In recent years, bio-medical research has made tremendous progress regarding imaging modalities and techniques for accurate patient diagnostics. On the other hand, these staggering amounts of imaging data from various modalities pose new challenges. Additionally, the underlying biological mechanisms that bring forth macroscopic image changes remain uncertain. Patient biopsies or autopsies can offer valuable insights, but remain rare and precious. A way to bridge this knowledge gap is to establish a preclinical model for direct correlation of biological tissue properties and image features. To exploit the full potential of such experiments, methods are required for the fusion of multi-modal bio-medical imaging data, i.e. computed tomography (CT), magnetic resonance imaging (MRI), simulated dose distributions, and anatomical atlas data with histology. We irradiated mouse brain subvolumes with different doses and investigated the radiobiological response. All animals received a CT prior to radiation, which was used for a Monte-Carlo beam transport simulation to obtain the spatial dose-distribution. A brain atlas was co-aligned with the CT to resolve regional anatomical variances. Brains were excised after follow-up for histological evaluation; depending on the specific research question different stainings were applied such as H&E (general morphology), DNA damage (γH2AX), and cell-type specific markers (e.g. NeuN for neurons). To enable analysis with high spatial resolution, 30 – 40 planes were acquired per brain using a Zeiss AxioScan slide scanner for high throughput imaging. We established and implemented a robust and easy-to-use registration work-flow to fuse the generated data within reasonable time. Our tandem talk will focus on the recent progress of this project. First, we had to accomplish high-precision irradiation of mouse brain subvolumes. This was achieved with the in-house developed software RadiAIDD (github.com/jo-mueller/RadiAIDD), which combines different imaging data for optimal positioning , . To analyze the biological radiation effect, we developed a fast and reliable algorithm for cell counting based on a spot detection (github.com/Theresa-S/Cell-ratio-detection)  and created a pipeline to align stacked 2D histological images, 3D imaging data (CT, MRI; github.com/jo-mueller/Slice2Volume), dose simulations, and volumetric atlases. With this platform, we can unravel the missing dimension from clinical data and apply this knowledge to improve patient care.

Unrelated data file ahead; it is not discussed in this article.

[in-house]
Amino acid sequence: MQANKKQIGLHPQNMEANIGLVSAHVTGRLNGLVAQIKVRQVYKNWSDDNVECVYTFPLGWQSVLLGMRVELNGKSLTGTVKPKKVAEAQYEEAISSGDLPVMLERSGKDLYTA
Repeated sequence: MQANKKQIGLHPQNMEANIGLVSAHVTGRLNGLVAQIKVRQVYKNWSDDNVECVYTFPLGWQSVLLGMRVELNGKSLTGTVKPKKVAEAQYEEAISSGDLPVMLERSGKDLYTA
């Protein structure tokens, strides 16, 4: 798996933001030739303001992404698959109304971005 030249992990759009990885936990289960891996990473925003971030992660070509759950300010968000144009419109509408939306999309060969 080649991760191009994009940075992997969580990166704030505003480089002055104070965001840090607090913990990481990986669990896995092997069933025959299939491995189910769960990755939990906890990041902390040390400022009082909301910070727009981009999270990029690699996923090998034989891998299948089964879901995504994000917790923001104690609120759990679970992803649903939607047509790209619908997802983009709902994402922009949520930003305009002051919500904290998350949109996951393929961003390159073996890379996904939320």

J. Müller et al., “Proton radiography for inline treatment planning and positioning verification of small animals,” Acta Oncol. (Madr)., vol. 56, no. 11, pp. 1399–1405, 2017, doi: 10.1080/0284186X.2017.1352102.